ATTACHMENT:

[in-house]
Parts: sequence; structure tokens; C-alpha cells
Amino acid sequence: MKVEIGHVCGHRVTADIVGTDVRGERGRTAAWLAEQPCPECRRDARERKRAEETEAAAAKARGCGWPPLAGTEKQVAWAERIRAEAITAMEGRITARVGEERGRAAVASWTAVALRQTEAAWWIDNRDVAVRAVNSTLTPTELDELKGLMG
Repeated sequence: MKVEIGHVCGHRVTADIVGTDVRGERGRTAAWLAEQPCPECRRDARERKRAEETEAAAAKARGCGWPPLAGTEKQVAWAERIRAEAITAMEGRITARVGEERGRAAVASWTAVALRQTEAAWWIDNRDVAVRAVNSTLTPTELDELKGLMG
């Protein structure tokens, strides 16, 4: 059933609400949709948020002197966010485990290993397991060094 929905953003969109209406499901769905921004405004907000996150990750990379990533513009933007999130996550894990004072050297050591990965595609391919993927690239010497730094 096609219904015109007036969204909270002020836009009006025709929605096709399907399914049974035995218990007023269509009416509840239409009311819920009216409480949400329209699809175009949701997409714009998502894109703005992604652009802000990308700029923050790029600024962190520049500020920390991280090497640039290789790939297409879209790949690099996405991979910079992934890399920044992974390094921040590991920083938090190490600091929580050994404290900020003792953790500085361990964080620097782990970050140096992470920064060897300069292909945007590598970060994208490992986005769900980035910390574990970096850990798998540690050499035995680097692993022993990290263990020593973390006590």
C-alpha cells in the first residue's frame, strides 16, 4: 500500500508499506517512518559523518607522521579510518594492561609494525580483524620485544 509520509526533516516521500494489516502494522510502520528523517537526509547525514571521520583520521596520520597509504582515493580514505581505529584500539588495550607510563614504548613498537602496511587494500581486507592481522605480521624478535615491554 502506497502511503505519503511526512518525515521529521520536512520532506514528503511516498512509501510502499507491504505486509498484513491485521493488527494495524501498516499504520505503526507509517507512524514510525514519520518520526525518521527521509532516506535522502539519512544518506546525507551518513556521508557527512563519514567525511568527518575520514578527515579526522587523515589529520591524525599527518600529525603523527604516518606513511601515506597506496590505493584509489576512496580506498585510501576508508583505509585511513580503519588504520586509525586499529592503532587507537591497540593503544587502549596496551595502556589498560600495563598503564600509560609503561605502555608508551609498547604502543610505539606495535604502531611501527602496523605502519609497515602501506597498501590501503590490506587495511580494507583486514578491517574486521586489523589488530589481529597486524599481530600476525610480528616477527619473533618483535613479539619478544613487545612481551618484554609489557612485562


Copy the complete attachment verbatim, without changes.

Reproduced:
[in-house]
Parts: sequence; structure tokens; C-alpha cells
Amino acid sequence: MKVEIGHVCGHRVTADIVGTDVRGERGRTAAWLAEQPCPECRRDARERKRAEETEAAAAKARGCGWPPLAGTEKQVAWAERIRAEAITAMEGRITARVGEERGRAAVASWTAVALRQTEAAWWIDNRDVAVRAVNSTLTPTELDELKGLMG
Repeated sequence: MKVEIGHVCGHRVTADIVGTDVRGERGRTAAWLAEQPCPECRRDARERKRAEETEAAAAKARGCGWPPLAGTEKQVAWAERIRAEAITAMEGRITARVGEERGRAAVASWTAVALRQTEAAWWIDNRDVAVRAVNSTLTPTELDELKGLMG
């Protein structure tokens, strides 16, 4: 059933609400949709948020002197966010485990290993397991060094 929905953003969109209406499901769905921004405004907000996150990750990379990533513009933007999130996550894990004072050297050591990965595609391919993927690239010497730094 096609219904015109007036969204909270002020836009009006025709929605096709399907399914049974035995218990007023269509009416509840239409009311819920009216409480949400329209699809175009949701997409714009998502894109703005992604652009802000990308700029923050790029600024962190520049500020920390991280090497640039290789790939297409879209790949690099996405991979910079992934890399920044992974390094921040590991920083938090190490600091929580050994404290900020003792953790500085361990964080620097782990970050140096992470920064060897300069292909945007590598970060994208490992986005769900980035910390574990970096850990798998540690050499035995680097692993022993990290263990020593973390006590």
C-alpha cells in the first residue's frame, strides 16, 4: 500500500508499506517512518559523518607522521579510518594492561609494525580483524620485544 509520509526533516516521500494489516502494522510502520528523517537526509547525514571521520583520521596520520597509504582515493580514505581505529584500539588495550607510563614504548613498537602496511587494500581486507592481522605480521624478535615491554 502506497502511503505519503511526512518525515521529521520536512520532506514528503511516498512509501510502499507491504505486509498484513491485521493488527494495524501498516499504520505503526507509517507512524514510525514519520518520526525518521527521509532516506535522502539519512544518506546525507551518513556521508557527512563519514567525511568527518575520514578527515579526522587523515589529520591524525599527518600529525603523527604516518606513511601515506597506496590505493584509489576512496580506498585510501576508508583505509585511513580503519588504520586509525586499529592503532587507537591497540593503544587502549596496551595502556589498560600495563598503564600509560609503561605502555608508551609498547604502543610505539606495535604502531611501527602496523605502519609497515602501506597498501590501503590490506587495511580494507583486514578491517574486521586489523589488530589481529597486524599481530600476525610480528616477527619473533618483535613479539619478544613487545612481551618484554609489557612485562